The emblematic figures of peace and freedom at the top of the monument are 5.33 metres in height. The sculptor's intention was to create figures which would express the idea that they are "alighting on the world with the blessings of Victory, Peace and Liberty in the footsteps of the people's heroism and self-sacrifice who are passing through the archway below".
The area surrounding the memorial was also carefully planned in keeping with the memorial itself. Seven varieties of Canadian granite were used for the terrace, walks, and grading of the site. These were grey granite from Scotstown, Quebec, for the curbs, lower steps, wide borders and mosaic work; Lacasse white granite from Beebe, Quebec, for the narrow borders and upper steps; pink granite from Rivière-à-Pierre, Quebec, for the square tile panels; pink granite from Guenette, Quebec, for the pink mosaic work; Mackenzie green granite from Scotstown, for the green mosaic work; Rivière-à-Pierre granite for the dark pink mosaic work; and red granite form Vermillion Bay, Rainy River District, Ontario for the red mosaic.
The total height of the memorial from grade to the tip of the wings in the surmounting bronzes is approximately 21 metres. The overall length at the lowest step of the pedestal is 16 metres, and the width, 8 metres. The archway is 3 metres wide, 2.5 metres deep and 8 metres high. Five hundred tonnes of granite and 32 tonnes of bronze were used for the construction. The memorial rests on a massive block of reinforced concrete which in turn is based on steel columns sunk to bedrock.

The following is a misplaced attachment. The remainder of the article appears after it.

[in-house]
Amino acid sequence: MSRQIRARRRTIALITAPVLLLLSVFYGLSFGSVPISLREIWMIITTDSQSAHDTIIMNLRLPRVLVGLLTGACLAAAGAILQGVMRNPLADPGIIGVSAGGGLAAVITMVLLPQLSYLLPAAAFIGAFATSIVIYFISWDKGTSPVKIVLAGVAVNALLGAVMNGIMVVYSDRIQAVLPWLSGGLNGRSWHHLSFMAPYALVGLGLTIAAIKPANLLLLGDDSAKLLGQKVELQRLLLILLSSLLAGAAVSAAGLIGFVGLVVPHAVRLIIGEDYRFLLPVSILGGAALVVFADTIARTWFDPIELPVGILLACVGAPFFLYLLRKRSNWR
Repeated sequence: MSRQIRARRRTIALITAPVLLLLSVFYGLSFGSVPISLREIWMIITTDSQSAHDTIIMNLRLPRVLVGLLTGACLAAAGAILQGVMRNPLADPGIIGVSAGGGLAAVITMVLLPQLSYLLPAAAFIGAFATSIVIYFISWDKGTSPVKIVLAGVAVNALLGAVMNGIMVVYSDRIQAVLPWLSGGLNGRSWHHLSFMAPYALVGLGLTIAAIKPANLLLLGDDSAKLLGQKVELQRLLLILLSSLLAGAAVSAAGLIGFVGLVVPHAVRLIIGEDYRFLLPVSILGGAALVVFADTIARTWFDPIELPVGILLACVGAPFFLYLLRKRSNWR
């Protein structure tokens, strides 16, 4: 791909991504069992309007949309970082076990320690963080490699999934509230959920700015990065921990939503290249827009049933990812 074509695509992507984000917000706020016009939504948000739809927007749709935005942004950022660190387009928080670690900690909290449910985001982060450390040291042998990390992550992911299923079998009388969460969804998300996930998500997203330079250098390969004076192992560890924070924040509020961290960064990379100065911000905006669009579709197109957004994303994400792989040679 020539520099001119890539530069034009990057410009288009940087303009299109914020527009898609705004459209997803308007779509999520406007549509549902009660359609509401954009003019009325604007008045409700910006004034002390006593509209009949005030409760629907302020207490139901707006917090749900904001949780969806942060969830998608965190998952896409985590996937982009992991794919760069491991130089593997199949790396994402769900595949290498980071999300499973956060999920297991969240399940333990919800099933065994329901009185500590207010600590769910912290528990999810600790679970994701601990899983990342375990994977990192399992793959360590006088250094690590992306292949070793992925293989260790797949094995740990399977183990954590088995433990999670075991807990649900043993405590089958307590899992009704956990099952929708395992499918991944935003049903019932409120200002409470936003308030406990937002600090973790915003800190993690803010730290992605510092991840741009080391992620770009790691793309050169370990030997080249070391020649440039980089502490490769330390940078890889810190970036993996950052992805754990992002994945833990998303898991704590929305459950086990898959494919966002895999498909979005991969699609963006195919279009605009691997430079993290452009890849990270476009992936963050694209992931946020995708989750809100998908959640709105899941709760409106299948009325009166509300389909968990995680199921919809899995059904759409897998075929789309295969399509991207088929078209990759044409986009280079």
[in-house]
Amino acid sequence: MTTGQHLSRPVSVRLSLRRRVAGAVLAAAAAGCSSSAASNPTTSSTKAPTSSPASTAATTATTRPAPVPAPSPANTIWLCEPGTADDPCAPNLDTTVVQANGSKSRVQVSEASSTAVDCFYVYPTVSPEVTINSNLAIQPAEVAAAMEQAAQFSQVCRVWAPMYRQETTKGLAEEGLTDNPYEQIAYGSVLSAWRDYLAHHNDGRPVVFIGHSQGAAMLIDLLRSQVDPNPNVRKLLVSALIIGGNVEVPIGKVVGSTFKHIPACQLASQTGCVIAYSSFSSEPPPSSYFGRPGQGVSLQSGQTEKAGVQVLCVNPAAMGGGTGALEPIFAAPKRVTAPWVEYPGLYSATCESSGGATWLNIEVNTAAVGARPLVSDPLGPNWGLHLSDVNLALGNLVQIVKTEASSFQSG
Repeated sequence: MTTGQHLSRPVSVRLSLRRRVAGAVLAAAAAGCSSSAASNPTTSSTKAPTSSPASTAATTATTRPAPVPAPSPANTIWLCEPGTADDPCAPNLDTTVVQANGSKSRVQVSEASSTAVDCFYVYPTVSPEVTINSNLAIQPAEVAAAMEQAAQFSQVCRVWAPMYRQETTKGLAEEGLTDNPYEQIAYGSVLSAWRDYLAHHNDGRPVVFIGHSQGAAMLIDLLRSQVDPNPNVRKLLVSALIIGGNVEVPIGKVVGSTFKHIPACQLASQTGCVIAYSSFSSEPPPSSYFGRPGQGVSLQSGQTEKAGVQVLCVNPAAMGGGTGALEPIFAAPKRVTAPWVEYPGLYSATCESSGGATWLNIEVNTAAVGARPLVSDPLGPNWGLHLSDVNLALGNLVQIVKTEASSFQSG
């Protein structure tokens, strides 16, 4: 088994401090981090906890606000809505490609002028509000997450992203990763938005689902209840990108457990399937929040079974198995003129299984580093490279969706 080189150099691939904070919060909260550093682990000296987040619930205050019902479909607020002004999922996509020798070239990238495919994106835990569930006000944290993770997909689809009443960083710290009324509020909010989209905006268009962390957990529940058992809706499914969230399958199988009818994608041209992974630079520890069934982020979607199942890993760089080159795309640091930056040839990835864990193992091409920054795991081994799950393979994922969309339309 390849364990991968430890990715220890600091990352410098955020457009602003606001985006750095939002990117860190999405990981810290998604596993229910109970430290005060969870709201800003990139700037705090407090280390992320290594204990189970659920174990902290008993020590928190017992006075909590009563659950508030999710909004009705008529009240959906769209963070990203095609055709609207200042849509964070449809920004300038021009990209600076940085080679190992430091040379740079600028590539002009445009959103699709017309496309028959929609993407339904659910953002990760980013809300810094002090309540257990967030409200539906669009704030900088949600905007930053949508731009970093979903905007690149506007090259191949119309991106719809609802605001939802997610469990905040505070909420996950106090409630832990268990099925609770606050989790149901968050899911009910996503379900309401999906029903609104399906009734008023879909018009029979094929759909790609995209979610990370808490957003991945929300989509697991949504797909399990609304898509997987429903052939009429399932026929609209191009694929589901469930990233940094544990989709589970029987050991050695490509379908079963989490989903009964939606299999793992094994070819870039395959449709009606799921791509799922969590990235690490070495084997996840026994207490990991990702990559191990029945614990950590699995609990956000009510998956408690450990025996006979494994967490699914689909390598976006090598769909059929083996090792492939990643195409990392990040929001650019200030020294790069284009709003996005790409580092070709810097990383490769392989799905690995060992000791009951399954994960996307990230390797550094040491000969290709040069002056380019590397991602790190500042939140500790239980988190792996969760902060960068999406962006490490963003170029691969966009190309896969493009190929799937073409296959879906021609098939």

It is fitting that the leading figures of the monument are infantrymen. The infantry, known as the "Queen of Battle" bore the brunt of four years of savage fighting on the Western Front, in a line of trenches which stretched 965 kilometres from the Belgian coast through France to the frontiers of Switzerland. Fifty-four Victoria Crosses, the Commonwealth's highest military decoration for bravery, were awarded to infantrymen in the First World War. This soldier marches forward carrying the "basic load" which weighed 27 kilograms (60 pounds) and included a rifle, bayonet, ammunition, grenades, food, extra clothing, and possibly a shovel or pick axe.
This infantryman stands at the far left just beneath the mouth of the cavalryman's horse. He has his rifle over his right shoulder, and there is a lock of hair falling from under the brim of his helmet. The respirator he is wearing was a significant item in a soldier's kit for poison chlorine gas was introduced by the Germans at Ypres, Belgium in 1915, in an attempt to break the stalemate of the trench warfare. In holding their lines in the face of this deadly new weapon Canadians established a reputation as a formidable fighting force.
On the far left, with a Lewis Machine Gun over his right shoulder, is another infantryman, portrayed as older than the rest. The Lewis Gun was used in the trenches by the infantry battalions whereas the Vickers Gun, as carried by the highland soldier, was used by the Machine Gun Corps in the later part of the war. The Lewis Gun fired a .303 cartridge at a rate of 500 rounds per minute.